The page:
- Preventive treatment with subcutaneous fremanezumab significantly reduced the number of migraine headache days compared with placebo in patients with episodic migraine in whom multiple medication classes had not previously failed.
- A monthly dosage and a single higher dosage designed for a quarterly dosing regimen were both effective at reducing migraine days.
Why this matters
- Preventive treatment is recommended for people who have at least 4 episodes per month of episodic migraine, which is the most common type of migraine.
- Randomized, placebo-controlled, parallel-group trial of 875 patients (fremanezumab monthly dosing, n=290; single higher dose, n=291; placebo, n=294) with episodic migraine.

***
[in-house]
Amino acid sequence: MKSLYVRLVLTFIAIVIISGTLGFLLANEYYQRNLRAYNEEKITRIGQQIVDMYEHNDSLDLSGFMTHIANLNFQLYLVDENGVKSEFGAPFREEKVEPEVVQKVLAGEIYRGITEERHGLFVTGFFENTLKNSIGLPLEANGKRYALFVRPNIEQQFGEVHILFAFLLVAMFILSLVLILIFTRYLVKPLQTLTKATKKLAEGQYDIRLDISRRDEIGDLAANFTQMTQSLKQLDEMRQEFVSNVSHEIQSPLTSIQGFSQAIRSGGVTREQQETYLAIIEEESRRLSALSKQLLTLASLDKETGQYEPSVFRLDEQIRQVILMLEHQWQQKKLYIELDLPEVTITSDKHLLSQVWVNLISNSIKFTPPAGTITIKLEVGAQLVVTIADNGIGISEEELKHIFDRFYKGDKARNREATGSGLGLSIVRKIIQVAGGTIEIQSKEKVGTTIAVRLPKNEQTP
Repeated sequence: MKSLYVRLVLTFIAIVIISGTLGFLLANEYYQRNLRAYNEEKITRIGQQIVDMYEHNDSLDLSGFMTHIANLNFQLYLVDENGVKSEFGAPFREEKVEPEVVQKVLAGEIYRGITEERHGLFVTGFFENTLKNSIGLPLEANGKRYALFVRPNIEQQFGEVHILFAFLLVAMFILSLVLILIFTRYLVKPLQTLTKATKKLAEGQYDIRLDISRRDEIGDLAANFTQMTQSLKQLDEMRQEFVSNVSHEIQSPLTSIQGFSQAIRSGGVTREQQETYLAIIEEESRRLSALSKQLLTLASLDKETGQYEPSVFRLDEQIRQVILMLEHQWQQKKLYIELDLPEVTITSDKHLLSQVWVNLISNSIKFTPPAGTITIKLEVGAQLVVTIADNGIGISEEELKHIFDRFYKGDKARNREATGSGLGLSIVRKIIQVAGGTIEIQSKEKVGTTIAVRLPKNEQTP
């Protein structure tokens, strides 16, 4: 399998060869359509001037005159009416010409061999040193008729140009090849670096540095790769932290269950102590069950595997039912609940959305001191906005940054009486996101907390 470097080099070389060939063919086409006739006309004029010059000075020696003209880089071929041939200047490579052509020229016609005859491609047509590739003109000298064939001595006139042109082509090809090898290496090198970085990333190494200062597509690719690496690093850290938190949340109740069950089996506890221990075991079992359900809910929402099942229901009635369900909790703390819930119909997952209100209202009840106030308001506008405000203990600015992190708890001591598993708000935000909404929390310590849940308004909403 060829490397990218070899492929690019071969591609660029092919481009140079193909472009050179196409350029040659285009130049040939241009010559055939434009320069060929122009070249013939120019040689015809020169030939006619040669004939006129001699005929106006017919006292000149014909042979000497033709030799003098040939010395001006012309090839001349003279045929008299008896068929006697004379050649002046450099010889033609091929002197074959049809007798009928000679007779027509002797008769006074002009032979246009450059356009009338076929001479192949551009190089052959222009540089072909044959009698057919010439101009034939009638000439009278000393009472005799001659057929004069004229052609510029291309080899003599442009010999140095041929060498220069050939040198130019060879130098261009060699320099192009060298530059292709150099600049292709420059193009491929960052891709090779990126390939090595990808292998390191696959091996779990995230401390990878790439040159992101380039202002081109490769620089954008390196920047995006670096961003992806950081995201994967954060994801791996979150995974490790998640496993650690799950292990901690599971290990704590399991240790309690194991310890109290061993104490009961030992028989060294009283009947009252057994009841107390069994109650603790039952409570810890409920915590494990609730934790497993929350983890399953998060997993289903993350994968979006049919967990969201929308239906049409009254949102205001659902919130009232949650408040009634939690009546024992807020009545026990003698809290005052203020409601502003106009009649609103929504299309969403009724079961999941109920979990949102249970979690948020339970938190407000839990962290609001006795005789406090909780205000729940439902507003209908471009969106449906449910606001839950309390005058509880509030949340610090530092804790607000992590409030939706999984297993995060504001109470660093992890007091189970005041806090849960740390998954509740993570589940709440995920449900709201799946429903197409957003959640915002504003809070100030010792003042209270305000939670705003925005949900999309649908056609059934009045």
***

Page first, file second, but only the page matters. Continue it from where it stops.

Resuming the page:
- Patients underwent a screening visit, 12-week treatment period, and final evaluation at 12 weeks.
- Funding: Teva Pharmaceuticals.
- Mean monthly migraine days were 8.9 in the monthly dosing, 9.2 in single higher dose, and 9.1 in placebo groups.
- At 12 weeks, mean migraine days per month decreased to 4.9 days in monthly dosing group, 5.3 days in single higher dose, and 6.5 days in placebo groups.
- A statistically significant difference observed with monthly dosing vs placebo of –1.5 days (P<.001 and single higher dose vs placebo of days>
- Short follow-up duration.
Coauthored with Anand Ramanathan, PharmD